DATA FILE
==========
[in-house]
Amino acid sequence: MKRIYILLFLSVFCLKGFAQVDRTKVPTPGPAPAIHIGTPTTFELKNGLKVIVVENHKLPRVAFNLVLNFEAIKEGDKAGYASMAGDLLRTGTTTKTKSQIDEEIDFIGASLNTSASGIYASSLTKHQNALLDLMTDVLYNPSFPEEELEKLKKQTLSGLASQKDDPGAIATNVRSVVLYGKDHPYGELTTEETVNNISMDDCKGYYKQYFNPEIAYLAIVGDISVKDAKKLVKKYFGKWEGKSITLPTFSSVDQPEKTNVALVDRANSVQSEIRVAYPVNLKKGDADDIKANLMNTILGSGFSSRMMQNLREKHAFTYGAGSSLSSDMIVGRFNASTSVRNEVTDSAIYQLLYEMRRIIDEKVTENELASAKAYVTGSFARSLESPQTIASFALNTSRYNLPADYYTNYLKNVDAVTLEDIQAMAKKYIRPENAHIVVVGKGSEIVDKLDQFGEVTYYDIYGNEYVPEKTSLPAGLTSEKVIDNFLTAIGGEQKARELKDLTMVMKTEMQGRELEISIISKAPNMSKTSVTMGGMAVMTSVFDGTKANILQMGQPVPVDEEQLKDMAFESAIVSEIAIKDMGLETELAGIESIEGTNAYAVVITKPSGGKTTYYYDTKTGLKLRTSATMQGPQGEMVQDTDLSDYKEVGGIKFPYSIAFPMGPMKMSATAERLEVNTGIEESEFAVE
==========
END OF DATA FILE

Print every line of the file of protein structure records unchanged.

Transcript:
[in-house]
Amino acid sequence: MKRIYILLFLSVFCLKGFAQVDRTKVPTPGPAPAIHIGTPTTFELKNGLKVIVVENHKLPRVAFNLVLNFEAIKEGDKAGYASMAGDLLRTGTTTKTKSQIDEEIDFIGASLNTSASGIYASSLTKHQNALLDLMTDVLYNPSFPEEELEKLKKQTLSGLASQKDDPGAIATNVRSVVLYGKDHPYGELTTEETVNNISMDDCKGYYKQYFNPEIAYLAIVGDISVKDAKKLVKKYFGKWEGKSITLPTFSSVDQPEKTNVALVDRANSVQSEIRVAYPVNLKKGDADDIKANLMNTILGSGFSSRMMQNLREKHAFTYGAGSSLSSDMIVGRFNASTSVRNEVTDSAIYQLLYEMRRIIDEKVTENELASAKAYVTGSFARSLESPQTIASFALNTSRYNLPADYYTNYLKNVDAVTLEDIQAMAKKYIRPENAHIVVVGKGSEIVDKLDQFGEVTYYDIYGNEYVPEKTSLPAGLTSEKVIDNFLTAIGGEQKARELKDLTMVMKTEMQGRELEISIISKAPNMSKTSVTMGGMAVMTSVFDGTKANILQMGQPVPVDEEQLKDMAFESAIVSEIAIKDMGLETELAGIESIEGTNAYAVVITKPSGGKTTYYYDTKTGLKLRTSATMQGPQGEMVQDTDLSDYKEVGGIKFPYSIAFPMGPMKMSATAERLEVNTGIEESEFAVE